Audience control, British political theatre and the Pinter methodPart of : Γράμμα : περιοδικό θεωρίας και κριτικής ; Vol.2, No.1, 1994, pages 159-170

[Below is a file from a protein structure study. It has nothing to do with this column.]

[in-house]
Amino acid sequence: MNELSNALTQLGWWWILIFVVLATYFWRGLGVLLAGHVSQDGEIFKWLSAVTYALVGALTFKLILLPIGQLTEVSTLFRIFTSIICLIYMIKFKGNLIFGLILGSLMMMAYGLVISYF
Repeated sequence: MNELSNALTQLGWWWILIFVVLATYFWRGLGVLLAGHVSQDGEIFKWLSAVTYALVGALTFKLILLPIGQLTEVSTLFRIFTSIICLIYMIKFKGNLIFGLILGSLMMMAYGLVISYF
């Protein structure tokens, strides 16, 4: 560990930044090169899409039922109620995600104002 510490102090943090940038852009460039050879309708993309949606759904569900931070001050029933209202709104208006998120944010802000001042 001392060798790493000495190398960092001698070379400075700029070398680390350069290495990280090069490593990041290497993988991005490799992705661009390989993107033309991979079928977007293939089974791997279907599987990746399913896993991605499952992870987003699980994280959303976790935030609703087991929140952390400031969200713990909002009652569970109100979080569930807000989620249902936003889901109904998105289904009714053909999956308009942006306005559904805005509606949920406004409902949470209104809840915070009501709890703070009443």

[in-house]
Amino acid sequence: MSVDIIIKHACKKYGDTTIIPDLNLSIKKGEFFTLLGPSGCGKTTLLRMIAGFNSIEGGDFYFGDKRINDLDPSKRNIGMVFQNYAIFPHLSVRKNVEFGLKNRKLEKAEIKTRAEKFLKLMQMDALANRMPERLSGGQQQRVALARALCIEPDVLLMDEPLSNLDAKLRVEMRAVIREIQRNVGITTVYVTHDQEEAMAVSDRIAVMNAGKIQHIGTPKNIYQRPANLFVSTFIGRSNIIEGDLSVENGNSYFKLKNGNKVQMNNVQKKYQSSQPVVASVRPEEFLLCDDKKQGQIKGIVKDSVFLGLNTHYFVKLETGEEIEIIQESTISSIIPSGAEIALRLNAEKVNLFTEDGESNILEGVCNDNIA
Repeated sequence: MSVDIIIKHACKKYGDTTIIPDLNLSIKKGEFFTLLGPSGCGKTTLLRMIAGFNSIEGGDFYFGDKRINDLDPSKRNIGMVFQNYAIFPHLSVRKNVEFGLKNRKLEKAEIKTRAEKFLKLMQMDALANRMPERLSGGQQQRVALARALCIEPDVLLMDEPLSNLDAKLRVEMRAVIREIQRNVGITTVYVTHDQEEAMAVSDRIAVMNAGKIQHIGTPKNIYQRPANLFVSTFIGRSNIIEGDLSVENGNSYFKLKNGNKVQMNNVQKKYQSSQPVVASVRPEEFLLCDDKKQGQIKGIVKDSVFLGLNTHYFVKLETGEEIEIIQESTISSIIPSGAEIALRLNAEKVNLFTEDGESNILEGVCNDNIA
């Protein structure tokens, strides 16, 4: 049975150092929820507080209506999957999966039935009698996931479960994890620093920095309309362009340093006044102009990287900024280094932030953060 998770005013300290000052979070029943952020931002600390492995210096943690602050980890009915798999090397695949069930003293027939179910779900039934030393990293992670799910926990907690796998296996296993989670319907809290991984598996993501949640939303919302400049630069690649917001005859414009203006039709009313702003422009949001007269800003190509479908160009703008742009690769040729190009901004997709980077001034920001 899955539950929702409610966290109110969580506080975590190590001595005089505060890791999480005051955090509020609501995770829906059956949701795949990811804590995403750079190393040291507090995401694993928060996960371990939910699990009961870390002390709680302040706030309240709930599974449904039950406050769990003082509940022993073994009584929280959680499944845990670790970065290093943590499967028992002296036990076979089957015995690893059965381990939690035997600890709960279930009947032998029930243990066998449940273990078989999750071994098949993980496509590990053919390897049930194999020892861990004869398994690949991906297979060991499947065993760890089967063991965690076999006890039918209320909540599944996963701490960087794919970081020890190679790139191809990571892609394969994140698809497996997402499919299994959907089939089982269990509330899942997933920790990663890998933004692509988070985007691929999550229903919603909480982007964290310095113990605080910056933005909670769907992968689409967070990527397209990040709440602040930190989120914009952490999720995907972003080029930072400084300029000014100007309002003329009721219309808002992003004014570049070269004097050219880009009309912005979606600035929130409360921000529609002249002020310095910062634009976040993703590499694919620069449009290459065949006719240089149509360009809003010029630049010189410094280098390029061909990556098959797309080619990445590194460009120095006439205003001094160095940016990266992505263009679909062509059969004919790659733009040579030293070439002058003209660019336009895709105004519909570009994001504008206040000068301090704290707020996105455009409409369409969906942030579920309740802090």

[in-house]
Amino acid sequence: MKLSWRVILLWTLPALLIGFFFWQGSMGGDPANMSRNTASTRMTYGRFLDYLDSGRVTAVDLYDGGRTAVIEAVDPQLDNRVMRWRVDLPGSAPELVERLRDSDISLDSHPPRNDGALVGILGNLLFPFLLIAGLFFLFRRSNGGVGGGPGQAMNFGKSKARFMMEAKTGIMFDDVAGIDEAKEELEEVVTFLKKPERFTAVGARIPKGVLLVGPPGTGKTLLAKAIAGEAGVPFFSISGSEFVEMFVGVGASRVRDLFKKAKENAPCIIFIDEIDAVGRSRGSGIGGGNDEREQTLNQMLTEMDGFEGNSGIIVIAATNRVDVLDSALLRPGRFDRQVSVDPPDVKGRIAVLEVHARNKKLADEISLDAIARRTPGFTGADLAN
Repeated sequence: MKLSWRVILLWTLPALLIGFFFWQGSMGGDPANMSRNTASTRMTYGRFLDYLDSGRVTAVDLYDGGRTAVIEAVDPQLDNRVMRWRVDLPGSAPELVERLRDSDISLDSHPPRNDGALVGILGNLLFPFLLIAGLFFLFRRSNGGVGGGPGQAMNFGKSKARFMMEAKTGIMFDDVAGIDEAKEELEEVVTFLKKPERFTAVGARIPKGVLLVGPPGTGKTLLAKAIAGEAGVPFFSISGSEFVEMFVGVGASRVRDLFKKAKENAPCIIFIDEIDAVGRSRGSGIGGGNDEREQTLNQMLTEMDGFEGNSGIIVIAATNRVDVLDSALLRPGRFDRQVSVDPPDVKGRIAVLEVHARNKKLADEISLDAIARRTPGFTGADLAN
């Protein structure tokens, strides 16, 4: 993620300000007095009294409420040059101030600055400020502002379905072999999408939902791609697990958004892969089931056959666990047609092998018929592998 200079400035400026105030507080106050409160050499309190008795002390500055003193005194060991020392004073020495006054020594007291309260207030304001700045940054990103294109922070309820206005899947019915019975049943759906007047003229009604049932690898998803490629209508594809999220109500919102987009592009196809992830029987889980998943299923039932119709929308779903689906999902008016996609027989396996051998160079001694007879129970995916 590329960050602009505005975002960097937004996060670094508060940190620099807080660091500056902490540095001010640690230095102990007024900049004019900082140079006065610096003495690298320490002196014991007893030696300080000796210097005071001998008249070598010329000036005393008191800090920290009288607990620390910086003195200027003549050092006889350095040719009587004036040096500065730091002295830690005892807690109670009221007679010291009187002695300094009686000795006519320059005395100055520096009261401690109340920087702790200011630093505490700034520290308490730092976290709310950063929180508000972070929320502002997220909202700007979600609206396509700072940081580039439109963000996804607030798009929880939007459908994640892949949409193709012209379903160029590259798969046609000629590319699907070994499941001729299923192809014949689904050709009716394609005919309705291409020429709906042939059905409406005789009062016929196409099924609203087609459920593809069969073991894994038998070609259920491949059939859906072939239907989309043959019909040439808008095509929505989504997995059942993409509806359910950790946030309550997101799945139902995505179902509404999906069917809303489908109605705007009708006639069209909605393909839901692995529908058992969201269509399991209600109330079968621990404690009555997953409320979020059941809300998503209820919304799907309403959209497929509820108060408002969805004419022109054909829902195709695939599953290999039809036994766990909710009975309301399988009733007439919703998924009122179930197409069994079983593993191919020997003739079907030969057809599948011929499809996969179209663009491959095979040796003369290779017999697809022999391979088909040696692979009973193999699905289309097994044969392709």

Recent research on theatre and film spectatorhip has proved how complex a task it is to define the audience and predetermine its response. Still, playwrights, especially political ones, try to anticipate their audience and find ways of control of audience reception. Harold Pinter's political plays are a special case for study because, while on the surface they follow his old stylistic tactics of openness and ambiguity, underneath they give a strong feeling of tightness, closure and design. Visual and verbal strategies of cognitive and emotive nature employed in those texts are explored and discussed in association with Pinter's increasing eagerness to direct his own work or give model readings of it.
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